The Rapture ★★★★½

Woman of material
Finds greater calling
As potent as heroin.
But the highs of the faithful
Must suffer to believe.

The one film I hadn’t watched for my thesis and quite blown away by it. Begins sort of as a conspiracy thriller, a search for something more in a world full of lurid and meaningless action, and in many ways could be a prototype for The Matrix. Instead, it’s actually more of an addiction film (much better than Requiem, though that’s not particularly difficult) in which drugs and sex turns into faith, which then builds into something stranger as it goes along. Tolkin has a truly dynamic palette—from the slow, methodical tracking shot in the moody blue haze that opens the film, to the jagged and hyper-bloated colors of the film’s erotic encounters, to a finale out of Bergman (with at least one shot that directly recalls The Seventh Seal’s ending). I’ll be writing on this very longform for my thesis, but what the hell happened to Michael Tolkin? The Rapture did play the festival circuit in 1991, and he had a splash with The Player in 1992. I’ve heard The New Age has its advocates, but his last script? Nine. Oof. In another world, and given the spiritual angle of Deep Impact (!), this guy could have been the American Bergman. Also Mimi Rogers’s face in this film. That is all.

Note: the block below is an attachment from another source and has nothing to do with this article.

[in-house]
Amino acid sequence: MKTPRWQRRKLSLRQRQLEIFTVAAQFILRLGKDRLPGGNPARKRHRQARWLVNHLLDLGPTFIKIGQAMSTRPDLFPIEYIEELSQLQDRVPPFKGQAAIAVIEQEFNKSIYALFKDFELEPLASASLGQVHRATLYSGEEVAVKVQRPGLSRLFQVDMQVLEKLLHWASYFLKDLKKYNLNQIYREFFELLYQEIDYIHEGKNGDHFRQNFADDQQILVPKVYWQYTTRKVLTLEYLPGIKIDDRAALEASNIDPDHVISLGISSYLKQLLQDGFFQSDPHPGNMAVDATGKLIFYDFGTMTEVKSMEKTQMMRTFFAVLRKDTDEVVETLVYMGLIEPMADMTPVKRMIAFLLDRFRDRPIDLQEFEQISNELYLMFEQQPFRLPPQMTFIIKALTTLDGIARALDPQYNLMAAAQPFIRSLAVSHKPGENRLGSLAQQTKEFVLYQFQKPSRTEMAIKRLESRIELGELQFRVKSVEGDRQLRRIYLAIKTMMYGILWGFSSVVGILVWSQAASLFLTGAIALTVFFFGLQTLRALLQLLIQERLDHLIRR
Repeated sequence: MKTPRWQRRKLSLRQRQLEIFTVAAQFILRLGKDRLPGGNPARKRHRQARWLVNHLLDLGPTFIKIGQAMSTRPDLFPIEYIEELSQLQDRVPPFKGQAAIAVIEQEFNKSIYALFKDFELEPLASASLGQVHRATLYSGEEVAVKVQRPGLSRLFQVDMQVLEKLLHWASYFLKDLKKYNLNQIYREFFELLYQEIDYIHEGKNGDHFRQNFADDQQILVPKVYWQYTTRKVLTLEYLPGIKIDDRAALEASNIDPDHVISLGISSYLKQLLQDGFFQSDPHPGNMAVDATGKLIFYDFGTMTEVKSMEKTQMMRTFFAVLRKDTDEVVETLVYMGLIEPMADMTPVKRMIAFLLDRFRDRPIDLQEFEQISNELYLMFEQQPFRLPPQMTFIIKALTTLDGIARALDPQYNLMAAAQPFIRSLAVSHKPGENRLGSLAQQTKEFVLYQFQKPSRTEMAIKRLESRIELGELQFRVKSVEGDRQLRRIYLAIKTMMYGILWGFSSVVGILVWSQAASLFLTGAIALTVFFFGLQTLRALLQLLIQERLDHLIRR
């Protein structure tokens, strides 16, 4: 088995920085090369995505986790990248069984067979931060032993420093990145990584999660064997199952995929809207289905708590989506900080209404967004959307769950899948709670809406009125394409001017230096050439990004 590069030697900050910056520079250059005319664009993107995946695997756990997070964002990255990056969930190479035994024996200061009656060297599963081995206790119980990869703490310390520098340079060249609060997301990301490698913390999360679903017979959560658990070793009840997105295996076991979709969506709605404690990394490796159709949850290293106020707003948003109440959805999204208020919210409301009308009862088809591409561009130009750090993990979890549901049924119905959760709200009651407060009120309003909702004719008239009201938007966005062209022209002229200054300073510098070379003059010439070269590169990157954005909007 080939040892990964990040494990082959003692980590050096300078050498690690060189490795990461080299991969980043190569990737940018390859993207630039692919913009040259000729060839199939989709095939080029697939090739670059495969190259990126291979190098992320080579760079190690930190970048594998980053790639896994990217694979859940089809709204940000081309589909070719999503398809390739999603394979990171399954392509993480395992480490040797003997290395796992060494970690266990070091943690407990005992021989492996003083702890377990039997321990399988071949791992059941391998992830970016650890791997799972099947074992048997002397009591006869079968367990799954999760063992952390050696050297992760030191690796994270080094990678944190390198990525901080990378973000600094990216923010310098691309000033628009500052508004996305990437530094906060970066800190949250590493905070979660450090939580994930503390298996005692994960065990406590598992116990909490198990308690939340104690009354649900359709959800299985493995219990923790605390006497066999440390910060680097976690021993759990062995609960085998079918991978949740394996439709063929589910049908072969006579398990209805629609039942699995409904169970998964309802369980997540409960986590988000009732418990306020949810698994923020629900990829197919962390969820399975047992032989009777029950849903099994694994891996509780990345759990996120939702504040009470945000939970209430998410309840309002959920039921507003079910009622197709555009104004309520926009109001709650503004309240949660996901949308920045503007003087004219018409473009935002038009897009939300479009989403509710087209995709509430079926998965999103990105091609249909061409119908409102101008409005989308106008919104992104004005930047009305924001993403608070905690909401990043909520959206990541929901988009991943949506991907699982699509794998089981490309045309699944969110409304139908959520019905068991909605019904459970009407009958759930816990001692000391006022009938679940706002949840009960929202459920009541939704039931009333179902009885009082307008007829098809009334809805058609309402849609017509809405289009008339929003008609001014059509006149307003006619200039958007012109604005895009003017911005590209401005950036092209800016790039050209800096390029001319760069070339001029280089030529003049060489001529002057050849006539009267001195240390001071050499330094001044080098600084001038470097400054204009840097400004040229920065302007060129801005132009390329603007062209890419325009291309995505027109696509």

ONE SPOILERIFIC POINT TO FOLLOW: At once I’m utterly, um, enraptured by the final twenty minutes and especially the final sequence along the Stux, while also strangely perplexed by how exactly to read the takeaway. Mary’s final decision – to accept God exists but to reject his love – is so originally bold that I’m left in complete awe of its strangeness. Scott Renshaw provided me some notes to consider the idea that Tolkin essentially turns the assumption that God must naturally be good, and thus creates what is so unique here.